Overall, this method results in the identification of more candidates (Additional file 3: Figures S1 and S2) compared to Meyers et al., [42] and MIRcheck [45]. Consequently, it yields pre-miRNA candidates that have various ranges of secondary structures as shown in dotbracket notation (Additional file 4: data SD1). Taken together, our approach identifies 199 unique miRNA candidates associated with 361 pre-miRNAs (Additional file 4: data SD1). It is important to notice that the majority of reads (95%) and the predicted miRNAs (64%) have the highest quality value for their sequence (Additional file 2: Table S4). It is important to note that, MiRdup* captures 95% of the miRNAs identified using MIRcheck with the same criteria from Meyers et al. [42] while 151 putative candidates (containing validated candidates) are excluded by MIRcheck (Additional file 3: Figures S2). In addition, our pipeline identified miRNAs that have features that are species specific, clade specific or shared between several species. We found that among the 199 identified miRNAs, 147 were identified by MiRdup* trained on all species of miRBase; only 49 were commonly identified by MiRdup* trained on the three datasets (all miRBase, all plants, monocot only). This suggests that these miRNAs share common features with all the widely separated plant lineages recorded in the database miRBase. For instance, apMir_22246 corresponding to miR160 with perfect match in wheat and moss Physcomitrella patens (ppt-miR160) is highly expressed in our investigated conditions indicating that this miRNA may play common biological functions in plants kingdom. While 109 miRNAs were only identified by MiRdup* trained on all plant and 92 miRNAs when trained on only monocot.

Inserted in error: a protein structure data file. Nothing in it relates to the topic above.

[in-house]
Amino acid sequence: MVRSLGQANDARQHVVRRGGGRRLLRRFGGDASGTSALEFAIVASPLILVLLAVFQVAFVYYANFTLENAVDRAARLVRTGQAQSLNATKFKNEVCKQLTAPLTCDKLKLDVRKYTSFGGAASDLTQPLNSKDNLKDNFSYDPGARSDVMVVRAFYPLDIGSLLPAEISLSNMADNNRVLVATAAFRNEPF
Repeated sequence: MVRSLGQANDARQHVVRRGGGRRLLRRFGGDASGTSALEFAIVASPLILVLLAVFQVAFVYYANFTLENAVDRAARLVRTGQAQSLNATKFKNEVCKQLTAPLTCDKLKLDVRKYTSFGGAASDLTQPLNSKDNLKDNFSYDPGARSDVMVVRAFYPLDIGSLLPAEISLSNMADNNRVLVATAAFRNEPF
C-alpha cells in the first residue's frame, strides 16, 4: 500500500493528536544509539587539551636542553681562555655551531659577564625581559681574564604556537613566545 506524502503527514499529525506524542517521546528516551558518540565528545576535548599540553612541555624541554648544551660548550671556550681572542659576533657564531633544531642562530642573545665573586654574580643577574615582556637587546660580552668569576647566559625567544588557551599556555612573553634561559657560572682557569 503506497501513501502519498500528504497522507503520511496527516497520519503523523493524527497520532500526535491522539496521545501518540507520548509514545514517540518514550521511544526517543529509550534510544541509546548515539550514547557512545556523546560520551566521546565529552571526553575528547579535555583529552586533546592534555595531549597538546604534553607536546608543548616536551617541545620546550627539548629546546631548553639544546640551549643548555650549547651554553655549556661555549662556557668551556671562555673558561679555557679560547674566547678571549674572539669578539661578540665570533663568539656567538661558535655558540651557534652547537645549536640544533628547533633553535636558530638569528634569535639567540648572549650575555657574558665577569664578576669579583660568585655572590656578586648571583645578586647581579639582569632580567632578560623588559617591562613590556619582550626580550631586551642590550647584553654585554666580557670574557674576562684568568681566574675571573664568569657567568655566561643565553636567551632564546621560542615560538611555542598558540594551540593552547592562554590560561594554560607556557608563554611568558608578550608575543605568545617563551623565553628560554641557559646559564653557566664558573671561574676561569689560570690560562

The number of identified miRNAs may be an overestimation due to the redundancy created by similar but not identical ESTs in part due to the polyploid nature of wheat. In the latter scenario, two or more closely related ESTs (true homeologs or ESTs with SNP differences) could encode identical or closely related miRNAs. Furthermore expressed isomiRNAs that share the same properties with the real miRNA in one library could be the dominant functional in another library. The Additional file 3: Figure S3a highlights that the majority (about 69%) of the predicted miRNAs are associated with one pre-miRNA. Furthermore, most of the pre-miRNA candidates (93%) harbour a unique miRNA leading to an exclusive miRNA/pre-miRNA association (Additional file 3: Figure S3b). To characterize further the nature of the pre-miRNA candidates, we determined if they were associated with repetitive transposable elements and protein coding regions. The results revealed that 20% of pre-miRNAs that correspond to 6.5% of miRNA candidates overlap with transposable elements (at e-value of 5E-5 with 80% identity) from TREP database (Additional file 2: Table S5a). In addition, 15% of ESTs corresponding to less than 5% of miRNA candidates overlap partly with protein-coding regions (at e-value of 1E-20 with 75% identity) from protein plant database (Additional file 2: Table S5b).

Prediction of miRNA targets is an important step to elucidate miRNA function in regulating gene expression. Among the identified candidates, 67% (133/199) were predicted to have Uniref annotated target genes (Additional file 2: Table S6). Unlike animal target genes, it is generally accepted that plant targets adopt a perfect seed match with the corresponding miRNAs, allowing more accuracy in their prediction. We found that 37 miRNA candidates are predicted to target a unique gene identified as UniRef (Additional file 3: Figure S3c). Although the majority of miRNA candidates seem to have more than two targets, detailed analysis reveals that in many cases the targets annotated with different UniRefs have the same gene description (Additional file 2: Table S7). To better explore the functional properties of the target genes, GO analyses were performed (Additional file 3: Figure S3d).